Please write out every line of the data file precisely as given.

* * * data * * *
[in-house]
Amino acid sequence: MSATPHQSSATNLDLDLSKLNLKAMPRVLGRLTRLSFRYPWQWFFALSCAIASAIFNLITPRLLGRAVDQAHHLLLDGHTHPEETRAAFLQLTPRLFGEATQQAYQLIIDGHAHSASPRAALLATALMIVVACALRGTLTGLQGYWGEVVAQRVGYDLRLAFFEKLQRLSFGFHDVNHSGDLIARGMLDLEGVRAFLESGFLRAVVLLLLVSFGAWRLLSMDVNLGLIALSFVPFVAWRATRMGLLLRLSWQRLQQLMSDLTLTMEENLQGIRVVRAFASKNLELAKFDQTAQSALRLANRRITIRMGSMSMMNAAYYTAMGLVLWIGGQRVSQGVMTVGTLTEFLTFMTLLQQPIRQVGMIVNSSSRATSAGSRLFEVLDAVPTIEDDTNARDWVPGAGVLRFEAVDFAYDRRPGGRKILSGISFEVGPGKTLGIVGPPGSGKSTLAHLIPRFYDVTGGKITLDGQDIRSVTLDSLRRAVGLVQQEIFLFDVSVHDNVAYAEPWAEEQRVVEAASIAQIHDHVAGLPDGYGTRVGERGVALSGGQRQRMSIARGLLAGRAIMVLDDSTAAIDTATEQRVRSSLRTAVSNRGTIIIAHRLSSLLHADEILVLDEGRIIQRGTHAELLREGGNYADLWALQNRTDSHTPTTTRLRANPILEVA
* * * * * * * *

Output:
[in-house]
Amino acid sequence: MSATPHQSSATNLDLDLSKLNLKAMPRVLGRLTRLSFRYPWQWFFALSCAIASAIFNLITPRLLGRAVDQAHHLLLDGHTHPEETRAAFLQLTPRLFGEATQQAYQLIIDGHAHSASPRAALLATALMIVVACALRGTLTGLQGYWGEVVAQRVGYDLRLAFFEKLQRLSFGFHDVNHSGDLIARGMLDLEGVRAFLESGFLRAVVLLLLVSFGAWRLLSMDVNLGLIALSFVPFVAWRATRMGLLLRLSWQRLQQLMSDLTLTMEENLQGIRVVRAFASKNLELAKFDQTAQSALRLANRRITIRMGSMSMMNAAYYTAMGLVLWIGGQRVSQGVMTVGTLTEFLTFMTLLQQPIRQVGMIVNSSSRATSAGSRLFEVLDAVPTIEDDTNARDWVPGAGVLRFEAVDFAYDRRPGGRKILSGISFEVGPGKTLGIVGPPGSGKSTLAHLIPRFYDVTGGKITLDGQDIRSVTLDSLRRAVGLVQQEIFLFDVSVHDNVAYAEPWAEEQRVVEAASIAQIHDHVAGLPDGYGTRVGERGVALSGGQRQRMSIARGLLAGRAIMVLDDSTAAIDTATEQRVRSSLRTAVSNRGTIIIAHRLSSLLHADEILVLDEGRIIQRGTHAELLREGGNYADLWALQNRTDSHTPTTTRLRANPILEVA